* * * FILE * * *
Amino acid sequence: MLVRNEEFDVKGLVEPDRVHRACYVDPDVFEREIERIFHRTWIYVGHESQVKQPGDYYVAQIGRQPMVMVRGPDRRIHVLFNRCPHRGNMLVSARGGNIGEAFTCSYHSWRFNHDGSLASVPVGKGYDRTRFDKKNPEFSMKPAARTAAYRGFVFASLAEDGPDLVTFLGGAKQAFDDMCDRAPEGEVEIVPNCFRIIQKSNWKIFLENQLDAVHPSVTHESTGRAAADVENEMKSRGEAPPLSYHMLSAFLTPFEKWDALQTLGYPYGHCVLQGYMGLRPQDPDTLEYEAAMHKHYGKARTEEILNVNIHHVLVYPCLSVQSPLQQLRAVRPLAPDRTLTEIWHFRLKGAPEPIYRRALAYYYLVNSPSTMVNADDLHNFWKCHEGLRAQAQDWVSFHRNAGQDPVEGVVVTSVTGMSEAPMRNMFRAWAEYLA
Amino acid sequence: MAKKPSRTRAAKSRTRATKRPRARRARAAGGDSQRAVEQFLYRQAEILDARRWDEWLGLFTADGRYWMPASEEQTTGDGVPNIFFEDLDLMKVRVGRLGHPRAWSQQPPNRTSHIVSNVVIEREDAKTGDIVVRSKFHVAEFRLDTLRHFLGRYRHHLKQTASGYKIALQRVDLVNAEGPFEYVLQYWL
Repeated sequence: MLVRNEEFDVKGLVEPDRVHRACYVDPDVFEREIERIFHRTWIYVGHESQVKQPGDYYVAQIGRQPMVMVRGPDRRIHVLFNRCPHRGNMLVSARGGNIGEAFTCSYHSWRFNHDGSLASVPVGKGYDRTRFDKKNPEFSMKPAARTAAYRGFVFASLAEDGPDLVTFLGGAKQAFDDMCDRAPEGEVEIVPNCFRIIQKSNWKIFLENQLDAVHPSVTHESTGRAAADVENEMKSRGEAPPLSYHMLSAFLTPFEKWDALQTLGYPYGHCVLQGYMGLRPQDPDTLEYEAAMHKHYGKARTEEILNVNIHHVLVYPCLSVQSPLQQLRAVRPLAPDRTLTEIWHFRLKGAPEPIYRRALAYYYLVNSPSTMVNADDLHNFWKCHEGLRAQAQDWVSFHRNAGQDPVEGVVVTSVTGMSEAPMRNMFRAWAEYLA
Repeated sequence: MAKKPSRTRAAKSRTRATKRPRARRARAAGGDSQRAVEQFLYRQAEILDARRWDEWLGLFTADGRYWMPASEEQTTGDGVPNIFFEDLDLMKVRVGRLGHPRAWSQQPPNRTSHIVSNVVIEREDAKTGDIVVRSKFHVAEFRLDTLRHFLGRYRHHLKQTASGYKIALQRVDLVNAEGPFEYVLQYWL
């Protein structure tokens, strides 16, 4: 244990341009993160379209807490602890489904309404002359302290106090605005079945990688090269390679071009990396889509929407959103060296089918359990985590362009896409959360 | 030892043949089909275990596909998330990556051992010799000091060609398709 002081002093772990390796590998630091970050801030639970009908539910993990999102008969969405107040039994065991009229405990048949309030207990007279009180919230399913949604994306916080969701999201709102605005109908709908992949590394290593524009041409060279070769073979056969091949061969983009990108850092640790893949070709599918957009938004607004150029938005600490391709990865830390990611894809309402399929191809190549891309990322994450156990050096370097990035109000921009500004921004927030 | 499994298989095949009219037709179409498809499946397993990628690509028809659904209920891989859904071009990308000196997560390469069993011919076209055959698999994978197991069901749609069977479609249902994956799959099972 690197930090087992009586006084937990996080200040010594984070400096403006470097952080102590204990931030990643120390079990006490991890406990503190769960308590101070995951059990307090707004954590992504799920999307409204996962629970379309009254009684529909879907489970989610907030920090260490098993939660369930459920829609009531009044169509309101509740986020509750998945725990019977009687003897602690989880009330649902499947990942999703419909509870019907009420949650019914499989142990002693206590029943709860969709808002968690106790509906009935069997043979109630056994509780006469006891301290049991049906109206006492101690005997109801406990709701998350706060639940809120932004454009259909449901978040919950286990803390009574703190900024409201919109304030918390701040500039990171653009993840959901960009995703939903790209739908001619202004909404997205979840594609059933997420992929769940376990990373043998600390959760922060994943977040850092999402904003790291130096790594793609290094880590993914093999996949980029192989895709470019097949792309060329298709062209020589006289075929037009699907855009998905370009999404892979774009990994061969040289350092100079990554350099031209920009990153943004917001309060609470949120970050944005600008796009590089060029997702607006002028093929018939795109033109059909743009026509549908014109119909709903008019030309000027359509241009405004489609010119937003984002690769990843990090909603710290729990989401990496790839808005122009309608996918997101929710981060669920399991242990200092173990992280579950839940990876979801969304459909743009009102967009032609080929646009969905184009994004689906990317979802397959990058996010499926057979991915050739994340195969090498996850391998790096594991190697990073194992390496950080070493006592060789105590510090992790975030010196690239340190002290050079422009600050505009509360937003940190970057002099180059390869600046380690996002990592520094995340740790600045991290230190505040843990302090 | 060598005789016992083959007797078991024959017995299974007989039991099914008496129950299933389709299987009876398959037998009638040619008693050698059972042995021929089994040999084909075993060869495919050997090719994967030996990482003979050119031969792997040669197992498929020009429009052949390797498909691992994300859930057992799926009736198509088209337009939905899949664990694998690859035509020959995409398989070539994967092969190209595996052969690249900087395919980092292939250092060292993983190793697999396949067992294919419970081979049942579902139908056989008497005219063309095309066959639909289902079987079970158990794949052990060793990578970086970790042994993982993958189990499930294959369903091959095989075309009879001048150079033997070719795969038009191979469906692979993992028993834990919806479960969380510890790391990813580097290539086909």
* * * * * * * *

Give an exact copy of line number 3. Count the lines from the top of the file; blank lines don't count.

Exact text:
Repeated sequence: MLVRNEEFDVKGLVEPDRVHRACYVDPDVFEREIERIFHRTWIYVGHESQVKQPGDYYVAQIGRQPMVMVRGPDRRIHVLFNRCPHRGNMLVSARGGNIGEAFTCSYHSWRFNHDGSLASVPVGKGYDRTRFDKKNPEFSMKPAARTAAYRGFVFASLAEDGPDLVTFLGGAKQAFDDMCDRAPEGEVEIVPNCFRIIQKSNWKIFLENQLDAVHPSVTHESTGRAAADVENEMKSRGEAPPLSYHMLSAFLTPFEKWDALQTLGYPYGHCVLQGYMGLRPQDPDTLEYEAAMHKHYGKARTEEILNVNIHHVLVYPCLSVQSPLQQLRAVRPLAPDRTLTEIWHFRLKGAPEPIYRRALAYYYLVNSPSTMVNADDLHNFWKCHEGLRAQAQDWVSFHRNAGQDPVEGVVVTSVTGMSEAPMRNMFRAWAEYLA